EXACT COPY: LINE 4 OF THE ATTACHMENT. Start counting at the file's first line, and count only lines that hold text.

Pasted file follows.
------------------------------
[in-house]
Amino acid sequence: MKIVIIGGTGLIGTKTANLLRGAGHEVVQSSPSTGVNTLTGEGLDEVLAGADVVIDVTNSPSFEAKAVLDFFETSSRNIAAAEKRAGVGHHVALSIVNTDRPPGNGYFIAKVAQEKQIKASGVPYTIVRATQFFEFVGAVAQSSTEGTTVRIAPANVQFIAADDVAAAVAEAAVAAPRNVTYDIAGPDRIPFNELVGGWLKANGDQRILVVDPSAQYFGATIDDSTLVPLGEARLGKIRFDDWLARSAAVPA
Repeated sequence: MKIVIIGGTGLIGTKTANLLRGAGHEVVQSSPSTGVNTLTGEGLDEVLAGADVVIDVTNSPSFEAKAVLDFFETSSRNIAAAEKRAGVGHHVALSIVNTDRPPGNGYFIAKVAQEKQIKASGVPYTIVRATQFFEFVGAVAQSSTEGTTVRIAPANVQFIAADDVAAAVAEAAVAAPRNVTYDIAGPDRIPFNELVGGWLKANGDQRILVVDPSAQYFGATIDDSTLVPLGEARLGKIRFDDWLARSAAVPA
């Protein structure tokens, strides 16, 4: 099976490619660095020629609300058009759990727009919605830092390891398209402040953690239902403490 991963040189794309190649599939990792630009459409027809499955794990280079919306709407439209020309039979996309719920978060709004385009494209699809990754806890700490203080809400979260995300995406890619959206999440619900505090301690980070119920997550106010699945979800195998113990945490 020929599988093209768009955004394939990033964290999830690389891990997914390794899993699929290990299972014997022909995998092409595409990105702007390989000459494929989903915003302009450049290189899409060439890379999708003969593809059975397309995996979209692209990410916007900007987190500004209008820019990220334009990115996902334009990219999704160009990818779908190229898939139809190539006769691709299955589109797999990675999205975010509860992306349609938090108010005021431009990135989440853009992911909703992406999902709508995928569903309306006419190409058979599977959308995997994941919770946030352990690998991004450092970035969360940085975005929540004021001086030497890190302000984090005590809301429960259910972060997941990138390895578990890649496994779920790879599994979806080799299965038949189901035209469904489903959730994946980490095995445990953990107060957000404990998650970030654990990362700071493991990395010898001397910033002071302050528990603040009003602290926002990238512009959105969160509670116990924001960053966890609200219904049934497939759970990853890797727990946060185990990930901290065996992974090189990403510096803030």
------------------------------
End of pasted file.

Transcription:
């Protein structure tokens, strides 16, 4: 099976490619660095020629609300058009759990727009919605830092390891398209402040953690239902403490 991963040189794309190649599939990792630009459409027809499955794990280079919306709407439209020309039979996309719920978060709004385009494209699809990754806890700490203080809400979260995300995406890619959206999440619900505090301690980070119920997550106010699945979800195998113990945490 020929599988093209768009955004394939990033964290999830690389891990997914390794899993699929290990299972014997022909995998092409595409990105702007390989000459494929989903915003302009450049290189899409060439890379999708003969593809059975397309995996979209692209990410916007900007987190500004209008820019990220334009990115996902334009990219999704160009990818779908190229898939139809190539006769691709299955589109797999990675999205975010509860992306349609938090108010005021431009990135989440853009992911909703992406999902709508995928569903309306006419190409058979599977959308995997994941919770946030352990690998991004450092970035969360940085975005929540004021001086030497890190302000984090005590809301429960259910972060997941990138390895578990890649496994779920790879599994979806080799299965038949189901035209469904489903959730994946980490095995445990953990107060957000404990998650970030654990990362700071493991990395010898001397910033002071302050528990603040009003602290926002990238512009959105969160509670116990924001960053966890609200219904049934497939759970990853890797727990946060185990990930901290065996992974090189990403510096803030």